The next logical question is how do we know they are right, and the answer is we don't, not with absolute certainty. The map of our galaxy is based on observations from a single point, and interpreted using an understanding of the physical laws of our universe as developed over hundreds (or thousands) of years by some of the finest minds in history. Yet for all of the effort and brainpower it is still within the realm of possibility that this understanding is wrong in which case our map may be wrong.

It's going to take a long time before anyone gets far enough away to check that work in any case.

  • $\begingroup$ I have read about and seen artistic renditions for supernovas, blackholes etc (Some of them looking like taken right out of the pages of a fantasy comic book). So, they are all sort of guessworks? Since milky way is visible in the night sky, these artistic renditions should have used that as a reference and bits and pieces of whatever information available and create the image, right? $\endgroup$ Commented Mar 20, 2017 at 9:24
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    $\begingroup$ I hate to use the word guesswork, a better way to put it would be the best science possible with only one point of reference. You are essentially correct though. $\endgroup$
    – GdD
    Commented Mar 20, 2017 at 9:54
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    $\begingroup$ @skrowten_hermit: Some of images of Milky Way are much more than guesswork - no more a guesswork than a map is a guesswork. We know how a generic galaxy looks from above, and we know the precise layout of Milky Way, so we can generate a very accurate rendition of how it looks like. $\endgroup$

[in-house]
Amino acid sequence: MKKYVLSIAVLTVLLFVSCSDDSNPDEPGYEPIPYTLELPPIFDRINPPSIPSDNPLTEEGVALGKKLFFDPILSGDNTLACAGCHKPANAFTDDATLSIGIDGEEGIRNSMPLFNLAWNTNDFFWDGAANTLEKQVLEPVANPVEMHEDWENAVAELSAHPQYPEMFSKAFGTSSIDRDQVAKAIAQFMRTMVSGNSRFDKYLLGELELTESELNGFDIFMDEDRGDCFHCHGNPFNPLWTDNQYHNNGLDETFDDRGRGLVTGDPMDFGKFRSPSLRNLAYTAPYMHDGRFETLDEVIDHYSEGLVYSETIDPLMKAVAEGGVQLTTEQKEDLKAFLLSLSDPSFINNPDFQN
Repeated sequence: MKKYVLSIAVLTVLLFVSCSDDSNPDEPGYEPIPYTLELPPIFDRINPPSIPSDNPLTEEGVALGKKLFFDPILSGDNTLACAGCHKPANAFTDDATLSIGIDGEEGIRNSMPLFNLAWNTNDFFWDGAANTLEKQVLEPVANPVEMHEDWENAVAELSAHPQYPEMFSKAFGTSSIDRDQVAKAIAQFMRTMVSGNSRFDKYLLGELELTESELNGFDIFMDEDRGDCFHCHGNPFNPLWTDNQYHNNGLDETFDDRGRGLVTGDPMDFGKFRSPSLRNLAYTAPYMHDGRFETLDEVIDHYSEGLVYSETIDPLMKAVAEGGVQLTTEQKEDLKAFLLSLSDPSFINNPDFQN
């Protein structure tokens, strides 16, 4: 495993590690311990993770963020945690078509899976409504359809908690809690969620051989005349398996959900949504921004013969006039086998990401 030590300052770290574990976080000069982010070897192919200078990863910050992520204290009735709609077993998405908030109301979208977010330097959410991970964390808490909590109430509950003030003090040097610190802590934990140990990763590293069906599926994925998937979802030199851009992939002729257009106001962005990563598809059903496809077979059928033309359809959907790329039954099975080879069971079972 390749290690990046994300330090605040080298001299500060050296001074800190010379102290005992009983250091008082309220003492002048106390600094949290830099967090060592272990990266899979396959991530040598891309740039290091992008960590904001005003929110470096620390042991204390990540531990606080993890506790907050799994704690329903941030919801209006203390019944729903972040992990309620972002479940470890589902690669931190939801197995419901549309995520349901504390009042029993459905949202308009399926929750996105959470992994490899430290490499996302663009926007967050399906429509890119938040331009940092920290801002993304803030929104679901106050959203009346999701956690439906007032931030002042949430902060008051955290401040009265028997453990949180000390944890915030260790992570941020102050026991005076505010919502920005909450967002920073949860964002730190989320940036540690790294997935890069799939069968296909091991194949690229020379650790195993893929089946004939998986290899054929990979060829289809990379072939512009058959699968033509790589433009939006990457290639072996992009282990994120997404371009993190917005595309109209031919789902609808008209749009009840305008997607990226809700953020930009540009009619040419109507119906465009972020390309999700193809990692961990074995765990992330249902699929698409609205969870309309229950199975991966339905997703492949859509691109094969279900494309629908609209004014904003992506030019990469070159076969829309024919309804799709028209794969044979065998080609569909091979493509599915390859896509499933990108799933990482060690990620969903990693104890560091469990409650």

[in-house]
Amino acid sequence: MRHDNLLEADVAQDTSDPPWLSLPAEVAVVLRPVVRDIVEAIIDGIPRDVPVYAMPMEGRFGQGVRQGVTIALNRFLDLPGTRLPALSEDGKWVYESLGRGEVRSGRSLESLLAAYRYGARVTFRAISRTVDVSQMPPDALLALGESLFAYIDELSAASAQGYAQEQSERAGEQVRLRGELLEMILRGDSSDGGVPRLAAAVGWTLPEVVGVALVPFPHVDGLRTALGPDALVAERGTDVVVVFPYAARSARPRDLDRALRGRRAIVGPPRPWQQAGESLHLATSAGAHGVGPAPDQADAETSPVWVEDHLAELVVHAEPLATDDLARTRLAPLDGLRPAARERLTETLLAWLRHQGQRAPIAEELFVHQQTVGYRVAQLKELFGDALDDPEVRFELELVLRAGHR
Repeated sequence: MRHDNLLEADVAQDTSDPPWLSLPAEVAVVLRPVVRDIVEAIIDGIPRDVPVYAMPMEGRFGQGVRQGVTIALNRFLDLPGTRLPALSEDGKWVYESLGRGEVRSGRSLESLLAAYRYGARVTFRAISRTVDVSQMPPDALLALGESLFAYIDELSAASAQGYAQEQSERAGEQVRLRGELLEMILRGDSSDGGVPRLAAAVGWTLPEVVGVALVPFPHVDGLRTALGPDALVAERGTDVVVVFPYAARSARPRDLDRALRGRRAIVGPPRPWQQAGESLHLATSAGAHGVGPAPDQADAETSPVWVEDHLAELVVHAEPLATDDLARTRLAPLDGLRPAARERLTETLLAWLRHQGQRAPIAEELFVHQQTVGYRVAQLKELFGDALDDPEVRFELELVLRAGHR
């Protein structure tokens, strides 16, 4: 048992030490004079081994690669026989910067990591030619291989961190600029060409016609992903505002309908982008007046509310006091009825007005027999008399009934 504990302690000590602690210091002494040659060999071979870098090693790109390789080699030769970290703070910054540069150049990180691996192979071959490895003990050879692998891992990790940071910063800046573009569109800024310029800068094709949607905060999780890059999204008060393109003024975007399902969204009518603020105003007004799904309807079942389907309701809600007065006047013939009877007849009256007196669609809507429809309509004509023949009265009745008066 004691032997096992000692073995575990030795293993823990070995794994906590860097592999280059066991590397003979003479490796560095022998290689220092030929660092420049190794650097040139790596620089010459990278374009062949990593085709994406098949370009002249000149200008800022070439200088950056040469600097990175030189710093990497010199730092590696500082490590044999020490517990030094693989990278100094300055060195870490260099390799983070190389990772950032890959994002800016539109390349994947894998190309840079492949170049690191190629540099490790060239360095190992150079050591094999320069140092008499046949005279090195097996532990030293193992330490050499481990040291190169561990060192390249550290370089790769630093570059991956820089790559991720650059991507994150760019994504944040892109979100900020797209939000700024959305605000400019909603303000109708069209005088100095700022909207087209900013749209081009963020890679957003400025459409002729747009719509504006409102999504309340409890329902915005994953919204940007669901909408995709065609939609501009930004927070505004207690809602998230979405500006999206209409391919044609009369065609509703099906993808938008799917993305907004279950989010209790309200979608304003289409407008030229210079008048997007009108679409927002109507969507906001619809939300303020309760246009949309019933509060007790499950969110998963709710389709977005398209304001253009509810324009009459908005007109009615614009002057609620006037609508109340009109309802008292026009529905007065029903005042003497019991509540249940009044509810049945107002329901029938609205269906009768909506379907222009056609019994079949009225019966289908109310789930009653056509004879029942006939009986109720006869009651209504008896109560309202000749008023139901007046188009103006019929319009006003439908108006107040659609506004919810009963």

– SF.
    Commented Mar 20, 2017 at 11:49
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    $\begingroup$ Your point is entirely valid @SF. and I don't think we disagree on it. The map of our galaxy is based on observations made from a single point, interpreted as best as possible using our understanding of the physical laws of the universe. $\endgroup$
    – GdD
    Commented Mar 20, 2017 at 12:13

We can't take photos of our own galaxy that show the beautiful spiral. From astronomical observations (both from the ground and from satellites like Gaia) we do have lots of data on stars inside our galaxy, including their positions. So we can create a visualization that shows the known stars and their positions. Part of the Milky Way is obscured by dust clouds, so in those directions the visualization has to include some guesswork.

This map shows radio telescope observations of the Milky Way. Gray and red are observations. The mostly-black cone radiating upward from our position (at +, straight below the center of the image) is an obscured area.

Milky Way hydrogen map

  • $\begingroup$ Though I was unaware of such a technique, I had a hunch that some mapping process might be involved. Radio telescopes work in the same way a Radar or Sonar works? $\endgroup$ Commented Mar 20, 2017 at 15:57
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    $\begingroup$ A radio telescope is a passive system, radar and sonar are usually active (they send out a signal and listen for its reflection). In this case, the radio telescope listens for transmissions made by hydrogen atoms. See en.wikipedia.org/wiki/Radio_telescope $\endgroup$
    – Hobbes
    Commented Mar 20, 2017 at 16:05